Sunday, March 17, 2013

Yearbook 1937-1938

Ethel's pasted her articles into her scrapbook during her senior year at Rice Institute. It was the academic year of 1939-1940. While most of her classmates at Rice were twenty-one years old or so, Ethel, had just turned seventeen. She was young, and female. The first three clippings hinted at the difficulties of women on campus. The discrimination felt by women was not unique to Rice. Since, this is Women's History Month, I thought it would be interesting to look at some of the statistics regarding women at Rice during my grandmother's stay and see how far women have come in a span of three generations!

Rice, founded in 1912, was unusual amongst institutions of higher learning, as it accepted women from the get-go.  The class of 1912, made up of 48 young men and 29 young women, was taught by twelve member faculty (Rice University). Today, there are more than six thousands students, close to four thousand undergraduates, 48% of whom are female, according to US News college ranking.

The 1938 Rice Yearbook, the Campanile, is available on as part of their US School Yearbooks online database. Ethel was a member of the sophomore class.

Ethel's yearbook picture. (First from the left). She was 15 years old.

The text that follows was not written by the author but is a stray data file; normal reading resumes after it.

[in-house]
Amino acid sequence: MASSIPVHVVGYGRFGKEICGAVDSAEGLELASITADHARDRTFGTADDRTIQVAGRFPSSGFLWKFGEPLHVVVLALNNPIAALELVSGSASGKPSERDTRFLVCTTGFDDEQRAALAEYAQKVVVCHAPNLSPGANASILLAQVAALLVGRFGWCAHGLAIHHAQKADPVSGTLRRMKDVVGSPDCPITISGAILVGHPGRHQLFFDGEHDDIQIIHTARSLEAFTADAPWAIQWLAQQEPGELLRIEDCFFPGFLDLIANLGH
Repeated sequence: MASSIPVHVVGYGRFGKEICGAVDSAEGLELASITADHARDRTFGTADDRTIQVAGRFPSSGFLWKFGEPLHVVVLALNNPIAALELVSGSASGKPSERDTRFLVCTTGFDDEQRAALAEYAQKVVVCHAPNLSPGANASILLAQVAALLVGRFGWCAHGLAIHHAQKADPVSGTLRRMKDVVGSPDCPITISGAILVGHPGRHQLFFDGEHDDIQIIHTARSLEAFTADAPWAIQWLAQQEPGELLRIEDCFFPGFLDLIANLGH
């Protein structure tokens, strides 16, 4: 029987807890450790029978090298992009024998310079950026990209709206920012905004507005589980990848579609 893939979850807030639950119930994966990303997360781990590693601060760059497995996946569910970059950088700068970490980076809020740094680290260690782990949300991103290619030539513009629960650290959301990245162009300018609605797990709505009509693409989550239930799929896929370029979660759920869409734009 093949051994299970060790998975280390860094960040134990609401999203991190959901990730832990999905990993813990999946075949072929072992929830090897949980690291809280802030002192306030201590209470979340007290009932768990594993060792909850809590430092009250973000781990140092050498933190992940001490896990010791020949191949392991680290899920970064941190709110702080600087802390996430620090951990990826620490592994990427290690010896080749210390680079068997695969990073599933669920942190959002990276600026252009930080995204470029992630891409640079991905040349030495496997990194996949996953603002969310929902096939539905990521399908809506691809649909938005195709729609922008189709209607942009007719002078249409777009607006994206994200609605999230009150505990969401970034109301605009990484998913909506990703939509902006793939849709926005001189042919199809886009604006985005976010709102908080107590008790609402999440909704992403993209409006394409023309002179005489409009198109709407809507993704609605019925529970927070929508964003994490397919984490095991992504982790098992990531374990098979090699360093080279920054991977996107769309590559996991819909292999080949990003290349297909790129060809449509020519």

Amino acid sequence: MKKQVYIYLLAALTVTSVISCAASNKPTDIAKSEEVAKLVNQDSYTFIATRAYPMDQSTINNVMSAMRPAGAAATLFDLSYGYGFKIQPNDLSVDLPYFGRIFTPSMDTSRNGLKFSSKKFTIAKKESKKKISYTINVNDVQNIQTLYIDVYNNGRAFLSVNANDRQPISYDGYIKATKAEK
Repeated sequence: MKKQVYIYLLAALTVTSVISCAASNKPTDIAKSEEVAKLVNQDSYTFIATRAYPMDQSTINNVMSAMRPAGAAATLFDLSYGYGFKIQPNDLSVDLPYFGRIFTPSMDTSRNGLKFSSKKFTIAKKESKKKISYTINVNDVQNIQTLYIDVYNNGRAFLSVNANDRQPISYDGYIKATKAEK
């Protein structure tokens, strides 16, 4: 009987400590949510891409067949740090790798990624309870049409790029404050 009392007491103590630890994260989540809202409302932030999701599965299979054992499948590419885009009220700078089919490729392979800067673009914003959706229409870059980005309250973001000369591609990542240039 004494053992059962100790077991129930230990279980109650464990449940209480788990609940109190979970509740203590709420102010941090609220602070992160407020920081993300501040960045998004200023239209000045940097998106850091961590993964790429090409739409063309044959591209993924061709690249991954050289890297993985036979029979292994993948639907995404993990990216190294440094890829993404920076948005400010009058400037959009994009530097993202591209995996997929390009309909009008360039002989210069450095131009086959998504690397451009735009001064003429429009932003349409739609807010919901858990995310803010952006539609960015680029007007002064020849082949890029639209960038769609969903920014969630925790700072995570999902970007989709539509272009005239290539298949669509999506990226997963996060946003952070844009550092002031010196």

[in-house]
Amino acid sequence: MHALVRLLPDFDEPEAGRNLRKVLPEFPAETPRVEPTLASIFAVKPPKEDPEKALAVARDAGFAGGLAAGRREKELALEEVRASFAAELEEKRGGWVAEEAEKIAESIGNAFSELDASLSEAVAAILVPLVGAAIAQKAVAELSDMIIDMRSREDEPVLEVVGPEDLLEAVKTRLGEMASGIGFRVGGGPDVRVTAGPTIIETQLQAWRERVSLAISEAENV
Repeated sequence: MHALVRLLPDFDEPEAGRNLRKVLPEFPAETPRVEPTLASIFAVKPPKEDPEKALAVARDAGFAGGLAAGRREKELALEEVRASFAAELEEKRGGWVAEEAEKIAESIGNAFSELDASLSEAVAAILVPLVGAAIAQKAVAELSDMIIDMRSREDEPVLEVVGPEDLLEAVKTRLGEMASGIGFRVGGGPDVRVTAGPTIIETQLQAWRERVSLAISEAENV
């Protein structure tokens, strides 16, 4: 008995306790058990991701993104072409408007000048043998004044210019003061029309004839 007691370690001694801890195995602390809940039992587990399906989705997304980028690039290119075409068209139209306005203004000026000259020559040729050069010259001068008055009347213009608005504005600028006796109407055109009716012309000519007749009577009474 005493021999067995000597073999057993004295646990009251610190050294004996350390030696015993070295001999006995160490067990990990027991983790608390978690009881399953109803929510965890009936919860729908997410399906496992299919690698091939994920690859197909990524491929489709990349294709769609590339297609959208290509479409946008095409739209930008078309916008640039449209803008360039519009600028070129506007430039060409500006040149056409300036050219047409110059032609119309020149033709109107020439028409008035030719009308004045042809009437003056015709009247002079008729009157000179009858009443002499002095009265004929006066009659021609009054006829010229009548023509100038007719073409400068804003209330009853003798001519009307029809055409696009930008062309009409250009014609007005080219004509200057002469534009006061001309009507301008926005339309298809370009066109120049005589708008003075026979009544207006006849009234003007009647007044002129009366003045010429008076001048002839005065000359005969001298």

The Campanile 1937-1938. 
Statistics gathered from the 1938 Yearbook:
  • Board of trustees members: 7 members. All men
  • Administration Offices: President, Dean, Registrar, Bursar and Advisor to Women. All male, except the Advisor to Women, Sarah L. Lane.
  • Professors: 13, all men.
  • Assistant professors: 8, all men.
  • Instructors: 22,  all men.
  • Assistance and Fellows: 23, (22 men, 1 woman).
  • Graduate Students: 6, all men.
  • Student Council: 6, (4, men, 2 women).
  • Class Representatives 9 (5, men, 4 women).
  • Women's Council: 12 women.
  • Honor Council: 9 (4 men, 5 women).
  • Sophomore Class: 362 students,  (98 women about 27%)
  • Pre-Med and Pre-Law and Engineering Societies. All male. 
  • Band: All male.
The faculty, was just about all male, but the university, sensitive to the women students, established an administrative position, the Advisor to Women to help the female students. The picture in the student body was quite different, and the women were well represented in the Student Council. They also advocated for themselves with the Women's Council. Careers like Medicine, Law and Engineering were completely male dominated. It would be interesting to see how many women compared to men, reached graduation. I bet, many, like Miss Whatley mentioned in the August 31st, 1939 article: Psychology Teacher And Rice Student Wed in New Mexico. The article only mentions that her husband, Professor Pattie, continued his professorship. It's unlikely the new Mrs. Pattie, continued her studies. For those of you curious to see what Miss Whatley looked like, I finally was  discovered her photograph in the yearbook (I was looking in the wrong year).
Billie Bess Whatley, Freshman 1937-1938
Source: U.S. School Yearbooks [database on-line].
Provo, UT, USA: Operations, Inc., 2010.
Original data: Various school yearbooks from across the United States.


Thank you for visiting Ethel's Scrapbook! Your comments are greatly appreciated!